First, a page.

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RafflesGold Forums > Discussion Area > Green Water, Filtration and Tank Setup
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While doing water change....and back flushing it, my canister is usually is not turned on till about max 20-30mins....

So does too effect bb? and what about the air pocket created after backflush...does this help while i wait to dechlor my tank water then start the canister up again?

i never took this into account....that it would effect bb!
QUOTE(Kinder @ Sat, 15 Dec 2007 2:05 pm) *

Seachem Prime...says it detoxifies nitrite and nitrate,
do anyone know to what nitrate&nitrite changed to...?

The trouble with Seachem Prime is that they won't tell you what's in it and you can only infer the ingredients based on what they claim about its effects. It probably contains sodium thiosulfate to neutralize chlorine. It probably contains sodium hydroxymethane sulfonate (aka ChloroAm X or Amquel) to bind the ammonia that is released when chloroamines are disassociated. It probably contains EDTA (ethylene diamine tetra acetic acid) which is a chelating agent that will bind up heavy metals so they are not biologically active. All of these also act as salts which compete with the nitrite for space to cross the gill membrane, thus making the nitrite less toxic. Nitrate is a larger molecule and inherently less toxic, but all these chemicals also make it less likely to cross the gill membrane.

Any time you turn off the flow to a biological filter (e.g. in cleaning or during a power outage) the primary concern is oxygen depletion. It has a high oxygen demand and the nitrifying bacteria will be killed off by oxygen depletion. Best to do some spot checks to make sure your normal routine is not harming the bacteria.

QUOTE(bekko @ Sun, 16 Dec 2007 6:56 am) *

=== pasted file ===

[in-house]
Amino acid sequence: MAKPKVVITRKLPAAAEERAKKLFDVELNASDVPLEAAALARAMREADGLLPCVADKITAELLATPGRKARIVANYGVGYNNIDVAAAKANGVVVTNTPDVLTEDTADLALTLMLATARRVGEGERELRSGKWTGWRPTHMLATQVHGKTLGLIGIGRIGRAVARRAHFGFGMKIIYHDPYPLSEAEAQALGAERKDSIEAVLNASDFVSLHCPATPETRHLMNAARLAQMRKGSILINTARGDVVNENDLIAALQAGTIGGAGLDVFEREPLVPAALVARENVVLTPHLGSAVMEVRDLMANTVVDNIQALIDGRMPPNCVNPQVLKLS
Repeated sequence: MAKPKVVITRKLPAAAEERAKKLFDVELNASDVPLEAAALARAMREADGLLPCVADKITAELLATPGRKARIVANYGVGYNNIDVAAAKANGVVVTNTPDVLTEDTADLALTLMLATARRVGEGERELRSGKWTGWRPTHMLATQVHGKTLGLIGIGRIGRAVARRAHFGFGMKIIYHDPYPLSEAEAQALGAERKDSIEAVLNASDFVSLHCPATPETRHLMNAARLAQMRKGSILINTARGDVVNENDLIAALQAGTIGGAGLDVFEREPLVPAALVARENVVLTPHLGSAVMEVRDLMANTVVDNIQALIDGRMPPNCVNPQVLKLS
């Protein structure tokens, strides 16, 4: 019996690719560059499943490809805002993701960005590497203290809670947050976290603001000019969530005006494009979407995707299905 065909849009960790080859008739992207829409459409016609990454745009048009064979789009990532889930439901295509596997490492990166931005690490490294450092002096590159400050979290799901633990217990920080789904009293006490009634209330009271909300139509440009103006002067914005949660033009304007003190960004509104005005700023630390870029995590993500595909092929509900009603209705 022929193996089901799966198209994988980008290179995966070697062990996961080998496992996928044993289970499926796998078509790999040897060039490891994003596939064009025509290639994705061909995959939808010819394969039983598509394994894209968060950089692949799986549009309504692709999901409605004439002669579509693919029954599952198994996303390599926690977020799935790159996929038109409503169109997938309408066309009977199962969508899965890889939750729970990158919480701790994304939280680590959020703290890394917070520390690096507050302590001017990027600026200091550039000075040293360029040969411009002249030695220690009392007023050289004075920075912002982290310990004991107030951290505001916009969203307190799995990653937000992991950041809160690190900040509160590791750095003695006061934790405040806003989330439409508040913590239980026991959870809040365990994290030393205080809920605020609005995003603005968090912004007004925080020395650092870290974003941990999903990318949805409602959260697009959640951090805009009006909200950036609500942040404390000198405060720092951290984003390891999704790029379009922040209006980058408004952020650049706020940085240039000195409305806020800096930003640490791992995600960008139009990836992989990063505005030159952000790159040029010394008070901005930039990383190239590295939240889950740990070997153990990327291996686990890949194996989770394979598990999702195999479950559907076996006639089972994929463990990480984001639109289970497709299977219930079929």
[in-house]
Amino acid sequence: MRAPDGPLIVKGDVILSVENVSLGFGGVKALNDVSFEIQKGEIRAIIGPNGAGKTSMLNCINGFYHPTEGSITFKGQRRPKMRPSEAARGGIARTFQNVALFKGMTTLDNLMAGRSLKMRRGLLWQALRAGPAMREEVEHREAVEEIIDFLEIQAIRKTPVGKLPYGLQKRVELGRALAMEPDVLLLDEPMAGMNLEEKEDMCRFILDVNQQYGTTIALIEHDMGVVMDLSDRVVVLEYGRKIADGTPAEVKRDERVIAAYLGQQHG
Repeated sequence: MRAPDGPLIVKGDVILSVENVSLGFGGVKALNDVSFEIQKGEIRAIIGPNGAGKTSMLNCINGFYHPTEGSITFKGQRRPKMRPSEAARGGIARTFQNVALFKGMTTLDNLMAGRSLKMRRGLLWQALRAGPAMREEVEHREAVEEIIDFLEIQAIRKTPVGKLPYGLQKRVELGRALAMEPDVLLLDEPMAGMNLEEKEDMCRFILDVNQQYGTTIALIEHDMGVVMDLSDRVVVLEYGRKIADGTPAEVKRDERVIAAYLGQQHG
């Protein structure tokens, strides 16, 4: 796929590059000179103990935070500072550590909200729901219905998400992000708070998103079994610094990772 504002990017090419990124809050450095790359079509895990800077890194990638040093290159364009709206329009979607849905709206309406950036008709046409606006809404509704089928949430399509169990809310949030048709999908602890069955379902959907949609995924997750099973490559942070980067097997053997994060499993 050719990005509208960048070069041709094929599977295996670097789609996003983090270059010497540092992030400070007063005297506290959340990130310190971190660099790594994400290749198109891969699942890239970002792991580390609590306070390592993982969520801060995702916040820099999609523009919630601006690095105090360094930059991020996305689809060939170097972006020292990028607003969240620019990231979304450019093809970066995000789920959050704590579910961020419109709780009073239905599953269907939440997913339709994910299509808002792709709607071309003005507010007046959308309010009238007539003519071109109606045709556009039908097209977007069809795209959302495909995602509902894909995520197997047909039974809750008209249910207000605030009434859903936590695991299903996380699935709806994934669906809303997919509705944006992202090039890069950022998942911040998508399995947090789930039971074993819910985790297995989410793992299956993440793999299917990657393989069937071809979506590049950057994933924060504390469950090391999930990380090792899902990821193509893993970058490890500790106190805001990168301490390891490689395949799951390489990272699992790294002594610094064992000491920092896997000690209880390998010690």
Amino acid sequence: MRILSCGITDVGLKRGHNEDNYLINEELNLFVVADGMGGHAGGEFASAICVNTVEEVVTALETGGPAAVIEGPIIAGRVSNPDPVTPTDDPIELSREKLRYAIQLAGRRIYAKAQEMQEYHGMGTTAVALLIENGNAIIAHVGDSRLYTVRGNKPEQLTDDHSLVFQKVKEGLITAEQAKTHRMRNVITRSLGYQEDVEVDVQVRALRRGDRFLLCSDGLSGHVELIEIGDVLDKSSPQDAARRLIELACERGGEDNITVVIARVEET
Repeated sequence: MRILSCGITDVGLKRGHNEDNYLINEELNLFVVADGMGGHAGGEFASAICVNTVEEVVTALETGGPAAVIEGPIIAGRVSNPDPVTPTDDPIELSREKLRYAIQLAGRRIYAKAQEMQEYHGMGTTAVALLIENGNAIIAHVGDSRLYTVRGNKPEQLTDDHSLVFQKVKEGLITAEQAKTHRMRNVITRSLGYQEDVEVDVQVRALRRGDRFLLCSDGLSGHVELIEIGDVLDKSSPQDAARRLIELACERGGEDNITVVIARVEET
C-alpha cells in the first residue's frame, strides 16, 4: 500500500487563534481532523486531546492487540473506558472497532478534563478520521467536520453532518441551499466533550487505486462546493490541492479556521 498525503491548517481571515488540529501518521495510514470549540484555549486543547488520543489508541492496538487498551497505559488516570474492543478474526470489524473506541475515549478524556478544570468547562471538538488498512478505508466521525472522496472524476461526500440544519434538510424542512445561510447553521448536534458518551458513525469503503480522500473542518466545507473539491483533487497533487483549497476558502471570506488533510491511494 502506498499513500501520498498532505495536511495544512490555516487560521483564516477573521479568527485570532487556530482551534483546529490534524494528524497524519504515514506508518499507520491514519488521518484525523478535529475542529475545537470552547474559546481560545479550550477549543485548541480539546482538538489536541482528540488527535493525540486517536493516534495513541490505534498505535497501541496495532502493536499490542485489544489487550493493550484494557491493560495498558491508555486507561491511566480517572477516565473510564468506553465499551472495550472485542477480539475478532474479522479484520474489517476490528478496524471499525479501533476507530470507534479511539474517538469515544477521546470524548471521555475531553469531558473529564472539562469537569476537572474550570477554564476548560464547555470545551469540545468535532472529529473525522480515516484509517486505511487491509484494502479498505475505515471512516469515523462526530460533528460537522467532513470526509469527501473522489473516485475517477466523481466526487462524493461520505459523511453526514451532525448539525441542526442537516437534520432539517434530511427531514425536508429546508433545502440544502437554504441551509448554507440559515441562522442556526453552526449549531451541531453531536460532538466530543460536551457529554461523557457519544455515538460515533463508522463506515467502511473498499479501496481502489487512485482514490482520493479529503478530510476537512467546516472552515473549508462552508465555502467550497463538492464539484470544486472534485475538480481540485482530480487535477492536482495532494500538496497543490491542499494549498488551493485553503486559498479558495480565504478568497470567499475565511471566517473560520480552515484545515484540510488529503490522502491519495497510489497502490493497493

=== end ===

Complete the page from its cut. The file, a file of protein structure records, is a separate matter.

Best to do some spot checks to make sure your normal routine is not harming the bacteria.

What d you mean by this?

And the only ingredient stated on the bottle is complexed hydrosulfite salts


If you are shutting your filter off for some length of time, you should check the dissolved oxygen of the water coming out of it when it is first turned back on. That will give you some idea of whether it is getting low enough to harm the nitrifying bacteria. As long as you have several parts per million of oxygen left when the circulation is restored, the filter should be OK. If you leave the filter off for about the same length of time every time you do the exchange routine then you would only have to check it once or twice.

Alternatively, you can just drain the filter when it is shut off. The media will not have time to dry out and this will prevent oxygen depletion.

The rate of oxygen depletion will be different for every type of filter and the load on the filter so there really isn't any rule of thumb to go by. Actually, everyone should have some sense of how long their filter can go without flow and/or aeration in case there is a power outage. The first thing that dies in a power outage is not the fish, but the filter. Then, days later, the ammonia spikes from the filter disruption and the fish get sick from the stress. In a prolonged power outage, the best thing to do is drain your filter and spray it with some water every hour or so to keep the media damp.

ST and ampule are complexed hydro sulfite salts. EDITA is not, but it is by far the least expensive chemical for chelating heavy metals and I cannot imagine they would be using anything else.

Hi steve

Thanks for the reply, i really didn't have any idea about the possible oxygen depletion during WC and its adverse effect on BB.

Anyhow i plan to measure my dissolved oxygen level pre/post WC. And in the mean time will try to keep my canister media basket in the bucket with an airstone. Coz i usually save some water from the tank for my plants....recycling!
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